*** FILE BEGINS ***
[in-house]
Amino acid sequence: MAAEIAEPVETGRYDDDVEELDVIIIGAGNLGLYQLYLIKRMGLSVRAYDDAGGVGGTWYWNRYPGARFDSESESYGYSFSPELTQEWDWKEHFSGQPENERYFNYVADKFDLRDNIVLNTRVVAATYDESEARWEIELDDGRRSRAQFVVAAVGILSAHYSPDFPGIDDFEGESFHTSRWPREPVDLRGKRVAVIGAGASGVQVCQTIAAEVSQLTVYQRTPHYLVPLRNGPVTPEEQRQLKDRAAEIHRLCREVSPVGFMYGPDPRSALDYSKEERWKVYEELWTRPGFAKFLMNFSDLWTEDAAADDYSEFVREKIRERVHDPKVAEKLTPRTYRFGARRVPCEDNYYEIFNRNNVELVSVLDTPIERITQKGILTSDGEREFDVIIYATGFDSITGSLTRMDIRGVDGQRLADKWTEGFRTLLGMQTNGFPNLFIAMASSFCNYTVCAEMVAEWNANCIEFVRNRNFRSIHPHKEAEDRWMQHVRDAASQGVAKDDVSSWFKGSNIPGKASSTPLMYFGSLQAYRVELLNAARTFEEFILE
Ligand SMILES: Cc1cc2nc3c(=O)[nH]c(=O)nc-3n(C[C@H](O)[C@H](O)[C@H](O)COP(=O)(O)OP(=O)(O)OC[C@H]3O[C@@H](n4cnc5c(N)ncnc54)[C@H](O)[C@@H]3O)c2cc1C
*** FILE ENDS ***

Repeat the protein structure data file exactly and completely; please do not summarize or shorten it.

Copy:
[in-house]
Amino acid sequence: MAAEIAEPVETGRYDDDVEELDVIIIGAGNLGLYQLYLIKRMGLSVRAYDDAGGVGGTWYWNRYPGARFDSESESYGYSFSPELTQEWDWKEHFSGQPENERYFNYVADKFDLRDNIVLNTRVVAATYDESEARWEIELDDGRRSRAQFVVAAVGILSAHYSPDFPGIDDFEGESFHTSRWPREPVDLRGKRVAVIGAGASGVQVCQTIAAEVSQLTVYQRTPHYLVPLRNGPVTPEEQRQLKDRAAEIHRLCREVSPVGFMYGPDPRSALDYSKEERWKVYEELWTRPGFAKFLMNFSDLWTEDAAADDYSEFVREKIRERVHDPKVAEKLTPRTYRFGARRVPCEDNYYEIFNRNNVELVSVLDTPIERITQKGILTSDGEREFDVIIYATGFDSITGSLTRMDIRGVDGQRLADKWTEGFRTLLGMQTNGFPNLFIAMASSFCNYTVCAEMVAEWNANCIEFVRNRNFRSIHPHKEAEDRWMQHVRDAASQGVAKDDVSSWFKGSNIPGKASSTPLMYFGSLQAYRVELLNAARTFEEFILE
Ligand SMILES: Cc1cc2nc3c(=O)[nH]c(=O)nc-3n(C[C@H](O)[C@H](O)[C@H](O)COP(=O)(O)OP(=O)(O)OC[C@H]3O[C@@H](n4cnc5c(N)ncnc54)[C@H](O)[C@@H]3O)c2cc1C